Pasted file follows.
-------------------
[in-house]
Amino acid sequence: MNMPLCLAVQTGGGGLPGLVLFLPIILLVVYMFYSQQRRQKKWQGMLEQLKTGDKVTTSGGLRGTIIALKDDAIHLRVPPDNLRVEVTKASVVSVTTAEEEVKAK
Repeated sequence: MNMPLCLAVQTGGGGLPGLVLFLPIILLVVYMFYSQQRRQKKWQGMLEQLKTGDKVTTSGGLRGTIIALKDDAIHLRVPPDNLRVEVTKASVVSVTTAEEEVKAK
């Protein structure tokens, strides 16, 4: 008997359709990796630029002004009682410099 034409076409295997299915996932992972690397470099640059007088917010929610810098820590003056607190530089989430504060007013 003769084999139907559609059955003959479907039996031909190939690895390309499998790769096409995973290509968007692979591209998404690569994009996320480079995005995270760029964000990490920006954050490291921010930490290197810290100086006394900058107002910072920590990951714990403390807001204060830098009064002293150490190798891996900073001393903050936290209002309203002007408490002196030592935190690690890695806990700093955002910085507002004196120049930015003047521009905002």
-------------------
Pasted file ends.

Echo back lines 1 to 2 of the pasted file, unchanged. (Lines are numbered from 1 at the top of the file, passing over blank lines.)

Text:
[in-house]
Amino acid sequence: MNMPLCLAVQTGGGGLPGLVLFLPIILLVVYMFYSQQRRQKKWQGMLEQLKTGDKVTTSGGLRGTIIALKDDAIHLRVPPDNLRVEVTKASVVSVTTAEEEVKAK